Nov 16, 2009

Navigation for your mind

I'm an ardent believer of mindmaps. I have been creating a lot of mindmaps in my professional and student life. Whenever I need to work on a presentation or a report on a relatively new topic, mindmaps have proved to be very helpful. As I read up on different aspects related to this topic from various sources, I create nodes with the information I have collected. After a thorough research, my mindmap is filled with little nuggets of information in a somewhat organized fashion. Once I sit down to write the report or make the presentation, I just need to refer to this huge mindmap and prepare the material as needed. This last step takes little time compared to earlier days when I used to open a document and start collecting my research notes directly and then organize the content in a presentable manner.

In projects or tasks where you have little prior knowledge or the outcome is not very clear, mindmaps help to take the next set of actions and capture the details in a single place. At present, I'm working on a presentation on an industry about which I have little prior knowledge. I have been doing a lot of secondary research, reading up market research reports and press releases. In my mindmap, the root node is the industry. The first level child nodes are market statistics, key players, revenue models, current differentiating factors and challenges.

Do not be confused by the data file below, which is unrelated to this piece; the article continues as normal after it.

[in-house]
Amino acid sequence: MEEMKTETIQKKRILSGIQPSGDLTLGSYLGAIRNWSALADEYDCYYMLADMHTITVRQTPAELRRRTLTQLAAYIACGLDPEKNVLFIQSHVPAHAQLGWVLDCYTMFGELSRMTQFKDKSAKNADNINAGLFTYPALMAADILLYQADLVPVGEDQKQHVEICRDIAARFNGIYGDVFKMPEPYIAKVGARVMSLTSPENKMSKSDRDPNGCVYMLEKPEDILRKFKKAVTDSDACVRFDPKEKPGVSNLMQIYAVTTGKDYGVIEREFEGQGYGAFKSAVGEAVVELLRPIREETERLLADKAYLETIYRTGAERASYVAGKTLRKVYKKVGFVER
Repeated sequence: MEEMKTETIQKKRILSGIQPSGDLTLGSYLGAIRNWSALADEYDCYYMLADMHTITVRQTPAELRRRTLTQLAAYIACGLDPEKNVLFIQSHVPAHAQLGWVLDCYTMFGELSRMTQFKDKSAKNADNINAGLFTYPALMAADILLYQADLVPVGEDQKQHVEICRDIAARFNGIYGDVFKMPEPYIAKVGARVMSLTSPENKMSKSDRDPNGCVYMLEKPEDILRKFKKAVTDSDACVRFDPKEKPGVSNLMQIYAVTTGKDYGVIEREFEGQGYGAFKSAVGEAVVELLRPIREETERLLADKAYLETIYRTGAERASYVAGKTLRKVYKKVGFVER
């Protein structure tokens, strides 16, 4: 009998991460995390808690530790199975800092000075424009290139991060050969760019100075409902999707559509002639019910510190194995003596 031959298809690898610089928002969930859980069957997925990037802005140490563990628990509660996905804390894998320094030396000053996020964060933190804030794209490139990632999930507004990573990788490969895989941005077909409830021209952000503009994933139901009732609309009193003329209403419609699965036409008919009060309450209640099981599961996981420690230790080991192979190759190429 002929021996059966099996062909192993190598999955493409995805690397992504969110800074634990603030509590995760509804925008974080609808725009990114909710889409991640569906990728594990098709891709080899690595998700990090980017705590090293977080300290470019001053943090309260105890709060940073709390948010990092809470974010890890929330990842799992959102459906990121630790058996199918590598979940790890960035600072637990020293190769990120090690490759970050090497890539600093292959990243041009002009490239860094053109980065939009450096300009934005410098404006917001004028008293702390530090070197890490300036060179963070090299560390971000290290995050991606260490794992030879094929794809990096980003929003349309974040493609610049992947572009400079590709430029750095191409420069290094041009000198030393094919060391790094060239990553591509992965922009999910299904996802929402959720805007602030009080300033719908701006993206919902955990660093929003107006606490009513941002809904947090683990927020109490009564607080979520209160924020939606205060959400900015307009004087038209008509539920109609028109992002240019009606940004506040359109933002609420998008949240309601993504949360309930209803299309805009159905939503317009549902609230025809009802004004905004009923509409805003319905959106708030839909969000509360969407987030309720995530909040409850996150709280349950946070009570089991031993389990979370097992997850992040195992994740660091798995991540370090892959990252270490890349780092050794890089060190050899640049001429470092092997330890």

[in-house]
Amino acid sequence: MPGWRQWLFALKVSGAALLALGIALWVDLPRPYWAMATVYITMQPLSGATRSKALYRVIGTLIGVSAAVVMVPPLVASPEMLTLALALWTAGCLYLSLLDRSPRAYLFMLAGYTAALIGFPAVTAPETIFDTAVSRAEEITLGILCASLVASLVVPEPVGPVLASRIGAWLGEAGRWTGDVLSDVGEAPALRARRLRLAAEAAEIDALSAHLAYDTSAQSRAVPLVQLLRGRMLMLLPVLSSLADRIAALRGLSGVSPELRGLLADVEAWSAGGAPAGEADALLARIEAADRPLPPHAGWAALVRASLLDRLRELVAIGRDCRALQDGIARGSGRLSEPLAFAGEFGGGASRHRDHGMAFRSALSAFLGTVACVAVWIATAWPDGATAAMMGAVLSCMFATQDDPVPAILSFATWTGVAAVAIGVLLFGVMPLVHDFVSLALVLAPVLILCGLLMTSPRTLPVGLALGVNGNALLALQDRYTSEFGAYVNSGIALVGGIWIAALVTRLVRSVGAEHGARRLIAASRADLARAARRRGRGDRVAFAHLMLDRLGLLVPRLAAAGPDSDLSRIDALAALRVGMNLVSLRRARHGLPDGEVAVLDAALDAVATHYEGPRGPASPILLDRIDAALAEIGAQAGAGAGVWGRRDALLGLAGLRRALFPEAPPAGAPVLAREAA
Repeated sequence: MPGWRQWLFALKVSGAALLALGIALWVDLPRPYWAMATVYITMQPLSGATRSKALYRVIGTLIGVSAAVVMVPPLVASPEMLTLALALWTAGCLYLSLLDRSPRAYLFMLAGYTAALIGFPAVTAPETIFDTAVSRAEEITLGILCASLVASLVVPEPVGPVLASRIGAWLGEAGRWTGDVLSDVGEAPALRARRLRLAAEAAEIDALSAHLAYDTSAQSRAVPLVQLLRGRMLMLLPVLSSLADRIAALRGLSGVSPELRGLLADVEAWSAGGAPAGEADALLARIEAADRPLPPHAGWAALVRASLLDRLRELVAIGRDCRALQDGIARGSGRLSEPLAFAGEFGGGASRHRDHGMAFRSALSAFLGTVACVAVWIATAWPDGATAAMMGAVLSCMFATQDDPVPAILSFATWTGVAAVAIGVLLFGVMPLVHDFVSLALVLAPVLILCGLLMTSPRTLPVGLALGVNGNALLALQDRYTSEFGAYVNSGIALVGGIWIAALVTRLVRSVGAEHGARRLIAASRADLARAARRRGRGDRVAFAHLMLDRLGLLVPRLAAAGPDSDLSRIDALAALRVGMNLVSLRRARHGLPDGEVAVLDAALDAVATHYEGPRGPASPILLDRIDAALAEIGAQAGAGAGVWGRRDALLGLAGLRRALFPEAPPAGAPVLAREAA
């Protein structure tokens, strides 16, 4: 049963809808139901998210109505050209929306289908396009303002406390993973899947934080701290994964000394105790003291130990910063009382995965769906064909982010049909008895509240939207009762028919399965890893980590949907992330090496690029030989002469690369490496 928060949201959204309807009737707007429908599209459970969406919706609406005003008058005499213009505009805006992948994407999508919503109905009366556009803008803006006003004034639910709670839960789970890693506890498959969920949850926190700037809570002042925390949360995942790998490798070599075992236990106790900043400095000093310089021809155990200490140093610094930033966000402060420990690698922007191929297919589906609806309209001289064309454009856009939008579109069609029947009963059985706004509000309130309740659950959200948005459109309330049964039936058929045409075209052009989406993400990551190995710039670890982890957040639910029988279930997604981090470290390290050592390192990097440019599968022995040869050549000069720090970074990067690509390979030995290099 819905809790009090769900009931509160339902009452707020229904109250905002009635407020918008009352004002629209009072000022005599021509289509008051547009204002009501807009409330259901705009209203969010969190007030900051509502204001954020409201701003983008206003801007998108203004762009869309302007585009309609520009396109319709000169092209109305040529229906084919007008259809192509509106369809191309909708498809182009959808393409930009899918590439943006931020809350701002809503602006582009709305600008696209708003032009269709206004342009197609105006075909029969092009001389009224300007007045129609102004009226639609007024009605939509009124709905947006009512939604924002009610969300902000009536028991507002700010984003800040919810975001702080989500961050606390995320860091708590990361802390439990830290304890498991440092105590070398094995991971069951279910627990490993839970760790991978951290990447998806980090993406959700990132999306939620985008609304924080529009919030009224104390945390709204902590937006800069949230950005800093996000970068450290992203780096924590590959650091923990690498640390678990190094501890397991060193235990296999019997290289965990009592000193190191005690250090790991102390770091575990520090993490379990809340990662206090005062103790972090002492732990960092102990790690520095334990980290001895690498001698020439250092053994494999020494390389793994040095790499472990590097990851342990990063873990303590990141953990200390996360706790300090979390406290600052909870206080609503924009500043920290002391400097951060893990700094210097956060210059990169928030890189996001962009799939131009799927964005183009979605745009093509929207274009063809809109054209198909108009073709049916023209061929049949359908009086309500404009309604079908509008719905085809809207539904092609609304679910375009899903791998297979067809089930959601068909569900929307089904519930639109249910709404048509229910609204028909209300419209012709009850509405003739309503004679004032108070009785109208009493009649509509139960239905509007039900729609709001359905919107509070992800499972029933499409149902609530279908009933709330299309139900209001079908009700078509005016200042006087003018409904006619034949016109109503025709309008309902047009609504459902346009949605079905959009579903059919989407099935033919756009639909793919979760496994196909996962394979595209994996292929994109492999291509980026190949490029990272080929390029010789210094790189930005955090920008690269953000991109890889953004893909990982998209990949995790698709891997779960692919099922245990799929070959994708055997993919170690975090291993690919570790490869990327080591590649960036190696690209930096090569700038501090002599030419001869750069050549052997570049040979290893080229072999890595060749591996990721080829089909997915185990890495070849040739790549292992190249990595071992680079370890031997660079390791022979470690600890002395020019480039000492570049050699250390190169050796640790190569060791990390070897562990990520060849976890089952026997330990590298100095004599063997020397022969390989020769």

I also have two child nodes -
- Ideas to capture my personal thoughts as I work on this project and
- parking lot to capture interesting tidbits and facts

These child nodes then branch further into more data and information gathered in the past few days. I also highlight important points as I build the mindmap. When I work on the powerpoint deck, I find it extremely easy to sort out the relevant details and organize the presentation.

I have two mindmap softwares in my laptop - XMind and FreeMind. Both are easy to use and very intuitive. You can also export the mindmaps to jpg files or pdfs.

Mindmaps help to sort out relevant knowledge from the overload of information we get from various sources. I highly recommend using mindmaps for any kind of research, exploratory or academic work.


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